Heterodoxy, by the Numbers
So, as mentioned earlier, Ori Pomerantz sent in a sharp question a few weeks back.
Imagine that tonight there was a miracle, and tomorrow morning all the rabbis and chazzanim of the heterodox movements were to wake up orthodox… The lay heterodox Jews would have two choices:
1. Turn orthodox. Move to within walking distance of the synagogue if necessary, make kasher the kitchens, get a divorce if intermarried, start observing Shabbat, start observing Niddah, etc.
2. Give up on Judaism completely. Just as Irish-Americans are not very Irish, and Italian-Americans are not very Italian, decide that Judaism must have been good for their grandparents – but they are not sure why.
How many of them do you think would become Ba’aley Tshuva and choose option 1? How many would choose option 2?
First of all, like Toby Katz and others, I think it’s a false dichotomy. Option 3 is to continue attending synagogue, just now it’s an Orthodox one. And there might even be a fourth option somewhere between attendance and full observance.
But let’s say, for the sake of argument, that the vast majority of people would choose option #2. That’s not unlike the situation in Israel, where most of the early Zionists rejected Judaism entirely.
Most people, I imagine, would conclude immediately that this is a bad thing. We think about individual religious expression, and if the “vast majority” — say nine out of 10 — dropped their religious affiliation, we think it’s pretty obvious that the Jewish people have lost out.
History, however, demands that we take a longer view.
Assimilation in this country is not a new phenomenon. I remember that in the 1990s (and I imagine they still do this today), Aish HaTorah’s “Discovery” seminars would take a room full of non-Orthodox American college students and ask them this question: in the 1880s there were about 200 synagogues in the United States, and somewhere around 250,000 Jews. Do you think the majority were Orthodox or Reform? And every time, most of the room would say the Orthodox were the majority.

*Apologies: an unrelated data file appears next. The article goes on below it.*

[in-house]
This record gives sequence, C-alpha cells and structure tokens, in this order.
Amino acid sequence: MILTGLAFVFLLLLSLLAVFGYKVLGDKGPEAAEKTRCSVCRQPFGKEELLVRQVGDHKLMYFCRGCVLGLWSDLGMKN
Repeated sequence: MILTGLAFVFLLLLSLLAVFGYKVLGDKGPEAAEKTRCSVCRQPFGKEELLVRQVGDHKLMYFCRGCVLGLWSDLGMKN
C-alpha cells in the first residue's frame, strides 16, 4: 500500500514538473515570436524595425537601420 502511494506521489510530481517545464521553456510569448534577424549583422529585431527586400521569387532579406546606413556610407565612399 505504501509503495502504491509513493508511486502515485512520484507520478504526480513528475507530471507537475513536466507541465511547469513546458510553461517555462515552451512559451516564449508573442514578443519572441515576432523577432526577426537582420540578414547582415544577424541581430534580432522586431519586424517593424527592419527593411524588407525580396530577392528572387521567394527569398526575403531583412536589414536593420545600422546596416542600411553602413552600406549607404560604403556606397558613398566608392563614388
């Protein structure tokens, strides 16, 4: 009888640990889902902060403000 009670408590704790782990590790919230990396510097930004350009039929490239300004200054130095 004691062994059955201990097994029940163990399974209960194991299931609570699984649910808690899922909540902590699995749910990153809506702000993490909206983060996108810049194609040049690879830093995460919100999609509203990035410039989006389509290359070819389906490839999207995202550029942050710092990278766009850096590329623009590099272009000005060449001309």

Now that’s not just wrong, the numbers aren’t even close. Of those 200 synagogues, barely a handful chose not to affiliate with Isaac Mayer Wise’s Union of American Hebrew Congregations, which only in the last few years changed its name to the Union for Reform Judaism. Wise didn’t choose the name out of chutzpah (brazenness); he honestly believed that all “American Hebrew Congregations” would unite under the Reform banner, and at that time he wasn’t far off.
Why do the college students always get it wrong? Very simple: with few exceptions, their own great-grandparents were Orthodox. According to demographers, 250,000 Jews then ought to have over 1.5 million descendents today. And they probably do. You just won’t find them in a room full of American Jewish college students, or American Jewish anything, for that matter.
Most Reform and Conservative (and Reconstructionist) Jews that I have met — including Rabbis — are sincere and dedicated to the Jewish future. Their Rabbis, in particular, share a commitment to Jewish education and Jewish growth. I have absolutely nothing against them — but I don’t see, in any of these groups, a model than can stand the test of time any better than that of Rabbi IM Wise himself.
About 10 years ago, Antony Gordon and Richard Horowitz did a study. They took the numbers from the 1990 National Jewish Population Survey for secular, Reform and Conservative, but then they surveyed day schools to determine the actual population growth and intermarriage rates among Modern and “charedi” Orthodox Jews.
So let’s say, again, for the sake of argument, that the vast majority would leave Judaism entirely, while only about one in 10 would turn Orthodox. Well, according to their numbers, ten Modern Orthodox Jews will have about the same number of Jewish grandchildren, and far more Jewish great-grandchildren, then 90 Reform Jews. Ten Charedi Jews will have nearly 3 times as many Jewish grandchildren as 90 Conservative Jews.
Those are their numbers. As far as I know, no one has found any reason to question them. Gordon told me that a prominent Conservative Rabbi pointed out to them that the numbers are significantly better among Solomon Schechter students than among Conservative Jews overall; Gordon responded that if the Rabbi could show that any group was self-perpetuating, he would list them as a separate population block. Unfortunately — as Jack Wertheimer wrote in the October issue of Commentary, to much gnashing of teeth — zero population growth plus intermarriage is a lethal combination, and the two of them together are decimating the non-Orthodox Jewish population every few years. The 2000 NJPS showed that the US Jewish population had, if anything, shrunk over the previous decade, despite an influx of over a half-million Jews from Eastern Europe.
Are the numbers wrong? Can anything be done?